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Who Is Icelandic Legislator Birgitta Jonsdottir And Why Does She Want Julian Assange Fired?

Julian Assange is in serious trouble. The Wikileaks figurehead seems to be fighting tooth and nail to keep his job. “Anonymous inside sources” are suggesting there’s mutiny on the Wikileaks ship, and at the forefront of this opposition is Icelandic parliamentarian Birgitta Jonsdottir, who calls Assange a “good friend” but has encouraged him to step aside. So, who is she?

Jonsdottir tells the Daily Beast that she cares about and respects Assange, and is “not angry” at him, but that the fate of the organization cannot hinge upon his personal struggles. “Somebody needs to say this,” she told the Daily Beast, “If it means I get banned, I don’t care. I really care very much for Wikileaks and I do consider myself to be Julian’s friend. But good friends are the people who tell you if your face is dirty. There should not be one person speaking for WikiLeaks. There should be many people.” While other anonymous sources have indicated that the temporary shutdown of Wikileaks was a sign to Assange that he didn’t have as much power over them as he thought he did, Jonsdottir did not comment on that, but only on the fact that she would rather not be involved in his sexual molestation case and would very much not like to see Wikileaks sullied by that mess, which she also sees no reason to believe is a Pentagon smear campaign.

The fact that the Daily Beast gives Jonsdottir so much heft in their piece indicates that she does, in fact, have a relatively high-up position in the organization, but given Wikileaks’ shady nature, she has received little limelight. A Google crash course on Jonsdottir provides some background aside from her now vocal position as an Assange opponent:

  • As a member of Iceland’s parliament, representing the far-left fringe party “The Movement,” Jonsdottir was one of the legislators at the forefront of drafting laws that have made Iceland a virtual haven for sites like Wikileaks. The laws severely restrict legal repercussions for whistleblower sites and make libel almost impossible to prove.
  • From the New Yorker profile on Wikileaks: “Assange was unpacked and unshaven, and his hair was a mess… Jonsdottir came by to help, and he asked her, ‘Can’t you cut my hair while I’m doing this?’ ‘No, I am not going to cut your hair while you are working,’ she said. Jonsdottir walked over to the sink and made tea. Assange kept on typing, and after a few minutes she reluctantly began to trim his hair. At one point, she stopped and asked, ‘If you get arrested, will you get in touch with me?’ Assange nodded.”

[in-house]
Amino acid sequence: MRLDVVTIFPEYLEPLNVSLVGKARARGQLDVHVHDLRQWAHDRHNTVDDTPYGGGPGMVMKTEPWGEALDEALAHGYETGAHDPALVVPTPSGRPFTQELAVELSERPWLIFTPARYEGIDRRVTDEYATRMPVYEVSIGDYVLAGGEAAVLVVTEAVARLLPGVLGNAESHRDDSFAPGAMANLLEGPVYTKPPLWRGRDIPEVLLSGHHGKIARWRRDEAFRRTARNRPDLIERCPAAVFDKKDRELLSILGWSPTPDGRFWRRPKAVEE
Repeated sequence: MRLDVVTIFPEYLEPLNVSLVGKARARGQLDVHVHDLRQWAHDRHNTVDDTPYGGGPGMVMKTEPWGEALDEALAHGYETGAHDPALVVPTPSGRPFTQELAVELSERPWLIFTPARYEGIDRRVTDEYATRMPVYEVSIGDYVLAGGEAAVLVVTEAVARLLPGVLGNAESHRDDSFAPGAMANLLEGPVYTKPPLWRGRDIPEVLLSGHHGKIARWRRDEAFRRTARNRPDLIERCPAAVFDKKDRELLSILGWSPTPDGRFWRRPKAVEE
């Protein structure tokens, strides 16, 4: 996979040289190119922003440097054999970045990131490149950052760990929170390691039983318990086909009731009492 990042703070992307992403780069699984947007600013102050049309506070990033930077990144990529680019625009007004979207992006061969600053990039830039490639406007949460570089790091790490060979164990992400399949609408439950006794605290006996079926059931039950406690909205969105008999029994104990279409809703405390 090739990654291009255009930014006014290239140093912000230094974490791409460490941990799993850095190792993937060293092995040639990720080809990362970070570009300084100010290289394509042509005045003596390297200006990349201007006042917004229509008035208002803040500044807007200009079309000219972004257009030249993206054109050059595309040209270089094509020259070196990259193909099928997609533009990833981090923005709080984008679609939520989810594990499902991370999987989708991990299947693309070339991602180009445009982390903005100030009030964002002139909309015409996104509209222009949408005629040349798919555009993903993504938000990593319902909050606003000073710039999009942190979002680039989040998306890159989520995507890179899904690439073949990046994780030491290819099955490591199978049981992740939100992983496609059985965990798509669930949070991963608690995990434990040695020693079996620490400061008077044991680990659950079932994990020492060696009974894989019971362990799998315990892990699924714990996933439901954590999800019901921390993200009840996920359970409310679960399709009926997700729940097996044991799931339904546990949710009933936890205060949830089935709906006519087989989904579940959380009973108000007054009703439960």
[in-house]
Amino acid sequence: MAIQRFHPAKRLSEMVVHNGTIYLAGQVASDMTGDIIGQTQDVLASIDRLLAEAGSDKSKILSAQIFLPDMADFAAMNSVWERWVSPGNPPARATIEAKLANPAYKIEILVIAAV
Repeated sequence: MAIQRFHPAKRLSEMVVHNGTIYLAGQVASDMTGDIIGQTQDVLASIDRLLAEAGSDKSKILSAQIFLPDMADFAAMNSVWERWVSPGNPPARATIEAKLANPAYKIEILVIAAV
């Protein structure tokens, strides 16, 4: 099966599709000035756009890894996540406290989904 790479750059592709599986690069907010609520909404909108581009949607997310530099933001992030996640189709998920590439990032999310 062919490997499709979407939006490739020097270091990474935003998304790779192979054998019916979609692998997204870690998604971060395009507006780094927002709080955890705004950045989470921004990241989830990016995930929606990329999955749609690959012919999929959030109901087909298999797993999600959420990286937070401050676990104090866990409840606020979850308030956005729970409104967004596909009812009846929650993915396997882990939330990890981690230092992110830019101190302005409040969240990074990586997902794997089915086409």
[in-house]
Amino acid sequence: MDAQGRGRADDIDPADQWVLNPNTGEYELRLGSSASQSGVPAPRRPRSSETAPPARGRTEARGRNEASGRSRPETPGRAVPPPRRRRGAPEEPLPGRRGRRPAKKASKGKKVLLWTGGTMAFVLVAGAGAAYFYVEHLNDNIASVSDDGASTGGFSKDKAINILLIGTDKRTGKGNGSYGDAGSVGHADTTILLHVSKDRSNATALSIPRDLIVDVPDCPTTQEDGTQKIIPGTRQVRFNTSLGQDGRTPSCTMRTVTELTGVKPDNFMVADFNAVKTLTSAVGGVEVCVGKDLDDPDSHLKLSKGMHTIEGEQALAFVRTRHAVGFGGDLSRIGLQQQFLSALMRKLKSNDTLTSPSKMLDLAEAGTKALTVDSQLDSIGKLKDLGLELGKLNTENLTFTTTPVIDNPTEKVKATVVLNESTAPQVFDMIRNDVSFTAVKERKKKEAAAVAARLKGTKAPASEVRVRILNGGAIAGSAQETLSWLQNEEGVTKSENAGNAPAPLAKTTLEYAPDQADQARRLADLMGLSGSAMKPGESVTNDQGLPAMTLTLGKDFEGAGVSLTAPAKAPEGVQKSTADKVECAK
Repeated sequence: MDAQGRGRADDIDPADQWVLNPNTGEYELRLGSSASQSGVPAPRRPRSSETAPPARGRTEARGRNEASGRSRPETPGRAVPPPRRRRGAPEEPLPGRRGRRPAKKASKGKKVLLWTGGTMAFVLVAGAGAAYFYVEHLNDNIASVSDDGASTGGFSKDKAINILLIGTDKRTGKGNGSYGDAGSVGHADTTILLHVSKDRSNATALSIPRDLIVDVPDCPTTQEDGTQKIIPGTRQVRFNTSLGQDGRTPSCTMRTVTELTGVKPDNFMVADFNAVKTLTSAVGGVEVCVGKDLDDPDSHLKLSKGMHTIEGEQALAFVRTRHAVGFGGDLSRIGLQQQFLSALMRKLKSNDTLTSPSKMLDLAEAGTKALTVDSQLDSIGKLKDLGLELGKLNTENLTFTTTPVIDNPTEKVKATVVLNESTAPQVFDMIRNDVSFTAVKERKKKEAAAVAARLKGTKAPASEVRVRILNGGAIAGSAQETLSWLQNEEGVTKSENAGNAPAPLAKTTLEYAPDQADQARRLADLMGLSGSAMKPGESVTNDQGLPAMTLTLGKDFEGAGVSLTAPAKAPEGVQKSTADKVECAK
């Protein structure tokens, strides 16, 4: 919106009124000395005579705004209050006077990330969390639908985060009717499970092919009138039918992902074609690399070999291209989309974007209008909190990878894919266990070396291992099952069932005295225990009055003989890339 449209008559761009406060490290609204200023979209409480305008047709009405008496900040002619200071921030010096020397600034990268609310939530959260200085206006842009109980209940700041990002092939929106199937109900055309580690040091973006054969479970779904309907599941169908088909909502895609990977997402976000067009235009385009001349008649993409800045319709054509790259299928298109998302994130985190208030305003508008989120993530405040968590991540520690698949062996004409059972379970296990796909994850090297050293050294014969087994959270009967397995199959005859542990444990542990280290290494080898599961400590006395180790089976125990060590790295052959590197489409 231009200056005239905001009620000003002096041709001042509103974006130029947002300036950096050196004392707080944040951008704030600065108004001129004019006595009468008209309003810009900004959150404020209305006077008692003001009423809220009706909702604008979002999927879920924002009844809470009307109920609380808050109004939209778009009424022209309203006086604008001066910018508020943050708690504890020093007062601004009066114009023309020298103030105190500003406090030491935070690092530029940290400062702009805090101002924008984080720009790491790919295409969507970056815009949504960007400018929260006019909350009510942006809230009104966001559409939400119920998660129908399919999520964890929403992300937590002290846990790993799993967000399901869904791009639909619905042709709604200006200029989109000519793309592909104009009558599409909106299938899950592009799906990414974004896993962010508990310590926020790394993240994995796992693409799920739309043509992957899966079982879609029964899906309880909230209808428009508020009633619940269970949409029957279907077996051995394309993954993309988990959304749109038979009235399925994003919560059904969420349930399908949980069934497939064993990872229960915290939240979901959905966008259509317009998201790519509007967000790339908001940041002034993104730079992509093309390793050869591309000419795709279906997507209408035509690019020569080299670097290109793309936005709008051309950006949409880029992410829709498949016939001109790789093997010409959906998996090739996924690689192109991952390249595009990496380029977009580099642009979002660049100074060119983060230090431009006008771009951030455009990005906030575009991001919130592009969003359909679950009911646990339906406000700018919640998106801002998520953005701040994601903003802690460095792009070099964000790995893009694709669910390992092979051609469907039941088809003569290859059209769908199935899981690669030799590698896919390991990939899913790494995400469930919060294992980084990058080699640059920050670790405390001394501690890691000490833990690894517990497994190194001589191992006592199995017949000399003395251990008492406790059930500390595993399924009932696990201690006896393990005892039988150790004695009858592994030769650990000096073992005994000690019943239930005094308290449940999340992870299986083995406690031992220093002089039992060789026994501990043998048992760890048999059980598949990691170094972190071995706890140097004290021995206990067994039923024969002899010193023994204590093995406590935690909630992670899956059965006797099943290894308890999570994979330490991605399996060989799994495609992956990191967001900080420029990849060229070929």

In other words, she’s probably one of the most measurably powerful people in Wikileaks, and she’s the kind of friend that makes sure you look at least halfway decent when you walk out the door. And she’s not afraid to point out faults, whether it’s the fact that you need a haircut or, as she says in the Daily Beast interview, “Julian is brilliant in many ways, but he doesn’t have very good social skills… and he’s a classic Aussie in the sense that he’s a bit of a male chauvinist.”

Like every other thing in the ridiculous sci-fi erotica novel that is the Wikileaks saga, nothing is known for sure and every possible conclusion seems wrong. The most likely scenario here is that, behind the smokescreen of titillating, semi-fictional sex scandals that Wikileaks’ hapless tragic hero has somehow found himself in, there’s the story of yet another anarchist idealist in history being used and sent to the slaughterhouse by powerful forces of major international Marxist/anti-American movements that he doesn’t understand. Now that his reputation is tainted, he is disposable, and while he always seemed to believe himself indispensable, the people he was serving always knew better than to believe that.

Is Birgitta Jonsdottir one of those agents? That has about a coin flip’s chance of being true; she could simply be a beloved friend that is sick of watching someone she cares about implode, or yet another disgruntled female employee at a company that the media narrative has branded a sexual harassment nightmare. Whatever the case, Assange’s fate will probably not hinge on her motive, and the fate of those still fighting in areas compromised by the Afghan War Diaries will have even less of a reason to care.

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